Updated: Feb 23, 2019
Kurt Vonnegut once famously gave the writing advice: "Make your characters want something right away, even if it's only a glass of water."
Herein lies the primary issue with Madhuri Vijay's debut novel, The Far Field: its protagonist, a young and privileged South Indian woman named Shalini, doesn't know what she wants. She, like many of us in our early and mid twenties, is rudderless. She mourns the death of her mother, is in a job she doesn't really like, and her relationships, be they familial or romantic, all seem to have a certain hollowness to them. This kind of ennui/ funk is relatable stuff--just not the stuff that good novels are made of.
The event that really sets the novel in motion is Shalini's decision to leave her job in Bangalore and travel to Kashmir in search of a man named Bashir Ahmed, who frequently visited Shalini's mother and household when Shalini was a child. And so, what begins as a personal coming-of-age story of a young woman, transforms into a political novel that deals with the complex history and violence in Kashmir. By the end of the novel though, I was left feeling a little cheated by how the book dealt with Kashmir and realized I would have strongly preferred that a novel dealing with the conflict be told from the perspective of an insider rather than from Shalini's privileged vantage point.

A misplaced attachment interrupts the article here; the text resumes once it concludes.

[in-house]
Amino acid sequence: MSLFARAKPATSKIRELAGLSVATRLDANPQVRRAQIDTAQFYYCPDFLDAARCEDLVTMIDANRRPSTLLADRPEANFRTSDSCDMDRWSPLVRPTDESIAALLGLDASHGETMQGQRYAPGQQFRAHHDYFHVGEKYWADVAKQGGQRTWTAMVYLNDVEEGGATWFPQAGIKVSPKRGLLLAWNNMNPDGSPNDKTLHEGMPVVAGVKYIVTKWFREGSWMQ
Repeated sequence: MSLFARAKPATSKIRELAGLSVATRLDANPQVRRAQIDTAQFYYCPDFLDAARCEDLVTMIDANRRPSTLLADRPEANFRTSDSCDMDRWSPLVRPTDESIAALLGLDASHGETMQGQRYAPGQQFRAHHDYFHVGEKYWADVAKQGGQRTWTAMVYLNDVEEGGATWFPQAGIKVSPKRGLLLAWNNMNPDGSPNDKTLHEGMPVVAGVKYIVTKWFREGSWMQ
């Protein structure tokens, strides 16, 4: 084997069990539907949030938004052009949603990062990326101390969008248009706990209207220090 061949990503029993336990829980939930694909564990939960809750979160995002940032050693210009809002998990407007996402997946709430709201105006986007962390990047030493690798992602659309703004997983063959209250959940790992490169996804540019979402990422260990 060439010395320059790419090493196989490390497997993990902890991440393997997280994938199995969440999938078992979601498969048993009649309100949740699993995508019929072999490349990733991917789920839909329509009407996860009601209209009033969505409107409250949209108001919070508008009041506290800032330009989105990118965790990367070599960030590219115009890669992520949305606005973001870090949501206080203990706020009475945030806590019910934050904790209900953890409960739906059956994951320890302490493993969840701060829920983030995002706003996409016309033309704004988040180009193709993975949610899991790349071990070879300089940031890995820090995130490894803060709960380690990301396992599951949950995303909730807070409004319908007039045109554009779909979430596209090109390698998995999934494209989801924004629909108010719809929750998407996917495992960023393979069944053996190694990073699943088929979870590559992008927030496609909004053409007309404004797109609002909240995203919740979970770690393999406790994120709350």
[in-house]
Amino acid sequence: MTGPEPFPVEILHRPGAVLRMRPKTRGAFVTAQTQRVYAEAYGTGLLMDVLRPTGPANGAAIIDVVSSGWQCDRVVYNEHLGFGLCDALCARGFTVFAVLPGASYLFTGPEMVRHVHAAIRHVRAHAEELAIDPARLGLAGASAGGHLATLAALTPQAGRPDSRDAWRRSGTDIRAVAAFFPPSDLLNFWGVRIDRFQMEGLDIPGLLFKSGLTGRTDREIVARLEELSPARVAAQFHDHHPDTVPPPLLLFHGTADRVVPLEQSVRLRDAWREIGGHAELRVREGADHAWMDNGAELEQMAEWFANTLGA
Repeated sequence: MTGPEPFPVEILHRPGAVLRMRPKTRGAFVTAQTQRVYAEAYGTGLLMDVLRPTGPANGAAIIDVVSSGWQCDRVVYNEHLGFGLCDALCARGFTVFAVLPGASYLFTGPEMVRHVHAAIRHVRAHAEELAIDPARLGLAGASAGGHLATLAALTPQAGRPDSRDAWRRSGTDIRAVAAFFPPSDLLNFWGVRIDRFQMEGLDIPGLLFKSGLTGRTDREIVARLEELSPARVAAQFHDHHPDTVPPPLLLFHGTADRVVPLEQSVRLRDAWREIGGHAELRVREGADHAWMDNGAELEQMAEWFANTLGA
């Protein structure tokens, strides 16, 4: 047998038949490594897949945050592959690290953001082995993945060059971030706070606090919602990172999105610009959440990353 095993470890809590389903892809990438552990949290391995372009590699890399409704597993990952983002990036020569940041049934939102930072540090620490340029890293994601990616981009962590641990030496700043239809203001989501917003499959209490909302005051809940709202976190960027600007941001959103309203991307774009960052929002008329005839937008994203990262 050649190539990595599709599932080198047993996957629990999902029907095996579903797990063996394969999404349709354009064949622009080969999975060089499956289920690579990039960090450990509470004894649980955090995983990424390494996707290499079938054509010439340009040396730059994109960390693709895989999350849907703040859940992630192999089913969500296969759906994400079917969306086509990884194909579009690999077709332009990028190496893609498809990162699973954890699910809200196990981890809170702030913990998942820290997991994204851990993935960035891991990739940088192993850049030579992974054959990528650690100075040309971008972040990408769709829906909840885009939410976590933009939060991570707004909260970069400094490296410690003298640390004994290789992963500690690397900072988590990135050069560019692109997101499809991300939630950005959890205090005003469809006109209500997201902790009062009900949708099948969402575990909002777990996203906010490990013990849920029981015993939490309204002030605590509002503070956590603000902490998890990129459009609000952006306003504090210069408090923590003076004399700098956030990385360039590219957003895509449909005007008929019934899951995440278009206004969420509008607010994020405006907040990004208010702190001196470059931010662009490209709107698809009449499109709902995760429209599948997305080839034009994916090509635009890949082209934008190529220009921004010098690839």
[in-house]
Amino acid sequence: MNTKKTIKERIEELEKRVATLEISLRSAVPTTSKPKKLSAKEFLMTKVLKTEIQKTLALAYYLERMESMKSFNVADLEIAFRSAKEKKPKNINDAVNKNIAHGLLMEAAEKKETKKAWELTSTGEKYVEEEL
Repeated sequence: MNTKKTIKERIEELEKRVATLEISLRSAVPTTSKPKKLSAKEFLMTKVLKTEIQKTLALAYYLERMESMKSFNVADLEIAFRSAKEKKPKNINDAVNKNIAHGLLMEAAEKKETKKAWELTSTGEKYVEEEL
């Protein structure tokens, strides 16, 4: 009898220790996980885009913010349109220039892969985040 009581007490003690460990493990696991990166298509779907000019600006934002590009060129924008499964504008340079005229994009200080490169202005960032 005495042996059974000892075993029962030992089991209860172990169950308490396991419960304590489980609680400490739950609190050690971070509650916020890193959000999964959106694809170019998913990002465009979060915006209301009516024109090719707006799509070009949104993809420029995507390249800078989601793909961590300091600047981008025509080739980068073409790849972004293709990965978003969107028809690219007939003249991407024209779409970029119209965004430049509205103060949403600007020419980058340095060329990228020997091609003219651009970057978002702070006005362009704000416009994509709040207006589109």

For the most part, the book alternates between two narratives: Shalini's childhood in Bangalore and Shalini's adult trip to Kashmir. It seems as if the intent of this structure is to allow Vijay to withhold crucial pieces of information regarding Shalini's backstory so that these revelations can serve as "twists" as the book progresses. That said, the structure backfires to some degree in that information that would have informed Shalini's motivations in the adult narrative are withheld far too long (the cause of her mother's death for instance) and by the time they're revealed, they seem beside the point.
The writing itself is run-of-the-mill literary stuff, which is to say that it is extraordinarily competent and even occasionally beautiful, but that it lacked the distinctiveness to elevate the novel above the flaws inherent to its characters, plot and structure.
In the end, Vijay may prove herself to be a great writer, but The Far Field is by no means a must-read book.